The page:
Things are heating up
It’s days like these that make people think about moving out of London. On the hottest ever day on record in the UK, I can only imagine how all the sticky people are managing on the underground. Jostling onto a Northern Line carriage in rush hour was always a struggle. This struggle quickly became unbearable when the sunshine decided to make an appearance; sweaty bodies and smelly armpits in your face resulted in even less patience than usual and an unstoppable feeling of wanting to scream and shout. This was before I sat at my desk and I had it all to look forward to on my way home. In this heat, I really do feel for all of those people who are inevitably going to ask themselves “why am I doing this?”
Why indeed when you don’t have to. In fact, it would seem that lots of Londoners have not only reached this conclusion, but have actually done something about it recently. I’ve read several articles reporting on a record high mass exodus of people from the capital. According to The Guardian, “more than a third of a million people moved out of the city last year” and “the number of people leaving the Capital hit a 10 year high.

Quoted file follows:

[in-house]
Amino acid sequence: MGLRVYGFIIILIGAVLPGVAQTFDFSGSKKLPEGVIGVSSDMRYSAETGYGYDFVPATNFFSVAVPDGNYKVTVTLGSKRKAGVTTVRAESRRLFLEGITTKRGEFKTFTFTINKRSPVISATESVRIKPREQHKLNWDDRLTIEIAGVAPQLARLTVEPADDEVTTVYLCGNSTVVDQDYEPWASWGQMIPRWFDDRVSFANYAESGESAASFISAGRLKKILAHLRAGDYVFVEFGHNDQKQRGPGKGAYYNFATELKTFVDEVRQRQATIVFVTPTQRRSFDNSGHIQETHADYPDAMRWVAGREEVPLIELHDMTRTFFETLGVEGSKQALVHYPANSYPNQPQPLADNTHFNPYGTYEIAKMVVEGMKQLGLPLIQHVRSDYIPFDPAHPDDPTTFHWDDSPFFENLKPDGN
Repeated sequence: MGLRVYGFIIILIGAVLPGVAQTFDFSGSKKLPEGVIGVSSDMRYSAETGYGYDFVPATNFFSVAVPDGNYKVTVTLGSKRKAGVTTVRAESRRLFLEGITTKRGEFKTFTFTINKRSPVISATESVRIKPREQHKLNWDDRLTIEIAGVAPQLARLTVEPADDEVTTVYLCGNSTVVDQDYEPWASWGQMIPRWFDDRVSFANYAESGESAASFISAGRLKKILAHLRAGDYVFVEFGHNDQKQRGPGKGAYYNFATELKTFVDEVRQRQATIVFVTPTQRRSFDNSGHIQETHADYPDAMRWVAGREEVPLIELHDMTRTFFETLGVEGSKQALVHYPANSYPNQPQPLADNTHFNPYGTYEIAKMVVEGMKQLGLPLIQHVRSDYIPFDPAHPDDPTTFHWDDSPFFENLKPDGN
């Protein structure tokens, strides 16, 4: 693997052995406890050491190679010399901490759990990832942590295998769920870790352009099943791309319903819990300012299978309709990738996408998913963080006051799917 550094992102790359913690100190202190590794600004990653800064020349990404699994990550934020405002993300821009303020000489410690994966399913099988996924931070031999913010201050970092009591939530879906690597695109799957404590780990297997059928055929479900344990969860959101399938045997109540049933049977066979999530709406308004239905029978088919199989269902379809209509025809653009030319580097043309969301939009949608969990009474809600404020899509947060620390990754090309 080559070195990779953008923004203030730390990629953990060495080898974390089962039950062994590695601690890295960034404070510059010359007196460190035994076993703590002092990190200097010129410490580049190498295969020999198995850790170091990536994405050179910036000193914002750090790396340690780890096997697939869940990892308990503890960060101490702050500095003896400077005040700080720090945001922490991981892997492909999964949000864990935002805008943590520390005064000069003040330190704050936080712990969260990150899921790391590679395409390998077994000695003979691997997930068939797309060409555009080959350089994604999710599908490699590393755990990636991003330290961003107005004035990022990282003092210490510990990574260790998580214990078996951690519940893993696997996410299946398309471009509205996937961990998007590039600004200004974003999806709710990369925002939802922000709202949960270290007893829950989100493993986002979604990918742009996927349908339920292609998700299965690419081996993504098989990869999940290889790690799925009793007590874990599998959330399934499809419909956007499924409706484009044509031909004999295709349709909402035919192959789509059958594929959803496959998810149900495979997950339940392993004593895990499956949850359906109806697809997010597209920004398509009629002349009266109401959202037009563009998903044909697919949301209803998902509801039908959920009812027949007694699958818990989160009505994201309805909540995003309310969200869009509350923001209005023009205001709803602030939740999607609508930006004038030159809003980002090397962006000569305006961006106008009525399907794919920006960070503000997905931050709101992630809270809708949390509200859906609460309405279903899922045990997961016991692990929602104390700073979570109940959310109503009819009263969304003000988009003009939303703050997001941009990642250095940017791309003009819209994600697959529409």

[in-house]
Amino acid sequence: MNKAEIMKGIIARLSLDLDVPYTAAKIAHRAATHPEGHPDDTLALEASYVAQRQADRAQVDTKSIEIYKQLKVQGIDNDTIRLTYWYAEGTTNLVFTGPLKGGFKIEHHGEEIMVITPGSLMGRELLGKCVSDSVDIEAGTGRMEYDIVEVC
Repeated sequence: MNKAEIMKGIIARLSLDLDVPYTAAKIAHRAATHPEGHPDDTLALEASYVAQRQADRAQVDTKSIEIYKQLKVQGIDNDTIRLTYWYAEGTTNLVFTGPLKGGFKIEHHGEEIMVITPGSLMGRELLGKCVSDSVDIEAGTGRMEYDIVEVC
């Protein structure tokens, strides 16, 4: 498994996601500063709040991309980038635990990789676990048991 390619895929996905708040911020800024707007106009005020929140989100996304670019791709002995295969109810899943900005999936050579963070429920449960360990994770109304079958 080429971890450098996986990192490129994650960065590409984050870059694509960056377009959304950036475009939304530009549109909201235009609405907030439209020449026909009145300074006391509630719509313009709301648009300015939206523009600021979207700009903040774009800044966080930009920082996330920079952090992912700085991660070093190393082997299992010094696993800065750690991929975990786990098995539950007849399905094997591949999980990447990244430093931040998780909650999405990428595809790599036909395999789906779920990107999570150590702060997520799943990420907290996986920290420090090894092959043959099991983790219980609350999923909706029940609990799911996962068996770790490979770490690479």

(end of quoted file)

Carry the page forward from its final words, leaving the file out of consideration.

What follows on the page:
Why are people moving out of London?
So why are so many people wanting to move out of London? Perhaps it’s because of the increasing knife crime? Or do people want to leave the capital because of the extortionate house prices? Maybe they’re fed up of the pollution that sticks in their nostrils and clogs their throats? Whatever the reason, and it seems there may be several, undeniably, more people are moving out of London than ever before.
Where is everyone going when they move out of London?
Whilst several are moving to other cities to work, not everyone is giving up on London altogether. Why would you? It’s a vibrant cultural city with great jobs and lots to see and do. Perhaps people have, therefore, worked out how to have their cake and eat it too. Improved transport links into the city, such as the promise of Crossrail on the horizon, has opened up a huge variety of alternative places to live. Better transport, coupled with a positive shift towards achieving work/life balance, and a desire to live healthier lives, means that a move to the countryside is now an option. The new Elizabeth line will allow commuters to get from Maidenhead to Bond Street in 39 minutes, so quick that you’ll struggle to have enough time to watch Love Island on catch up! The Crossrail really is a game changer for those wanting a better quality of life. The dream of having a bigger garden, access to good schools, and a country pub on your doorstep is now being realised.
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